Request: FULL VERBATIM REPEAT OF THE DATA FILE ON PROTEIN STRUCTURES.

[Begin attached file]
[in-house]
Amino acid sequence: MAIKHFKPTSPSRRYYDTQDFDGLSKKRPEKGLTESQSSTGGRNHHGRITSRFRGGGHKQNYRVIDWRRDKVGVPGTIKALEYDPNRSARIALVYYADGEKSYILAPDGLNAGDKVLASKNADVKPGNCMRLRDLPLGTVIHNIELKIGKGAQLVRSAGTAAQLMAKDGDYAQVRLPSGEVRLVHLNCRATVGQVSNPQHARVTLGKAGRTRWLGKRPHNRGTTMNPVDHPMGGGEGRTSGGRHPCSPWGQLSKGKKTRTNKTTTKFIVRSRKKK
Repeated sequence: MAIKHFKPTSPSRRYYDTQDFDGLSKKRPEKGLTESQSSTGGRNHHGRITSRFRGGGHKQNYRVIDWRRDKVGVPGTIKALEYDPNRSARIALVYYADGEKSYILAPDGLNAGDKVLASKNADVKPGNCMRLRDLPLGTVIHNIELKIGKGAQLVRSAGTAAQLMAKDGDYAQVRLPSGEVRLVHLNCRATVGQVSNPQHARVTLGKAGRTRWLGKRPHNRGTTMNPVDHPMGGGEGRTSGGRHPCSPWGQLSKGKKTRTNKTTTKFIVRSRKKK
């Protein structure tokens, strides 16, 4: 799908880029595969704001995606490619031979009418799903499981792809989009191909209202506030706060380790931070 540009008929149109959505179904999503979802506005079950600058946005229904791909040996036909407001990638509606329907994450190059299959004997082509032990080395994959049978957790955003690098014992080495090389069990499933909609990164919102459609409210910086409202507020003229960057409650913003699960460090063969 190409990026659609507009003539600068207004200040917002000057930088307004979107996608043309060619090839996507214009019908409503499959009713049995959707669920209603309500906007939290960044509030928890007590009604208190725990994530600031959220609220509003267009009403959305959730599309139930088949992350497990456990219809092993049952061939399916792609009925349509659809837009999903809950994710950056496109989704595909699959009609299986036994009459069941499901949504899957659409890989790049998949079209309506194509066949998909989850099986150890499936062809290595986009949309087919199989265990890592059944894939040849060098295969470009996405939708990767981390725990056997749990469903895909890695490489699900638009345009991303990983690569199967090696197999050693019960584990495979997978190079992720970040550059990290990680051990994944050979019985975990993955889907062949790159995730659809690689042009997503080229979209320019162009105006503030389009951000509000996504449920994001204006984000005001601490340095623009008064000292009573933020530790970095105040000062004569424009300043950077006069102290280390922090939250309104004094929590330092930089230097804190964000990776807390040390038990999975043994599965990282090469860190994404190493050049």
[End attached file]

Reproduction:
[in-house]
Amino acid sequence: MAIKHFKPTSPSRRYYDTQDFDGLSKKRPEKGLTESQSSTGGRNHHGRITSRFRGGGHKQNYRVIDWRRDKVGVPGTIKALEYDPNRSARIALVYYADGEKSYILAPDGLNAGDKVLASKNADVKPGNCMRLRDLPLGTVIHNIELKIGKGAQLVRSAGTAAQLMAKDGDYAQVRLPSGEVRLVHLNCRATVGQVSNPQHARVTLGKAGRTRWLGKRPHNRGTTMNPVDHPMGGGEGRTSGGRHPCSPWGQLSKGKKTRTNKTTTKFIVRSRKKK
Repeated sequence: MAIKHFKPTSPSRRYYDTQDFDGLSKKRPEKGLTESQSSTGGRNHHGRITSRFRGGGHKQNYRVIDWRRDKVGVPGTIKALEYDPNRSARIALVYYADGEKSYILAPDGLNAGDKVLASKNADVKPGNCMRLRDLPLGTVIHNIELKIGKGAQLVRSAGTAAQLMAKDGDYAQVRLPSGEVRLVHLNCRATVGQVSNPQHARVTLGKAGRTRWLGKRPHNRGTTMNPVDHPMGGGEGRTSGGRHPCSPWGQLSKGKKTRTNKTTTKFIVRSRKKK
């Protein structure tokens, strides 16, 4: 799908880029595969704001995606490619031979009418799903499981792809989009191909209202506030706060380790931070 540009008929149109959505179904999503979802506005079950600058946005229904791909040996036909407001990638509606329907994450190059299959004997082509032990080395994959049978957790955003690098014992080495090389069990499933909609990164919102459609409210910086409202507020003229960057409650913003699960460090063969 190409990026659609507009003539600068207004200040917002000057930088307004979107996608043309060619090839996507214009019908409503499959009713049995959707669920209603309500906007939290960044509030928890007590009604208190725990994530600031959220609220509003267009009403959305959730599309139930088949992350497990456990219809092993049952061939399916792609009925349509659809837009999903809950994710950056496109989704595909699959009609299986036994009459069941499901949504899957659409890989790049998949079209309506194509066949998909989850099986150890499936062809290595986009949309087919199989265990890592059944894939040849060098295969470009996405939708990767981390725990056997749990469903895909890695490489699900638009345009991303990983690569199967090696197999050693019960584990495979997978190079992720970040550059990290990680051990994944050979019985975990993955889907062949790159995730659809690689042009997503080229979209320019162009105006503030389009951000509000996504449920994001204006984000005001601490340095623009008064000292009573933020530790970095105040000062004569424009300043950077006069102290280390922090939250309104004094929590330092930089230097804190964000990776807390040390038990999975043994599965990282090469860190994404190493050049």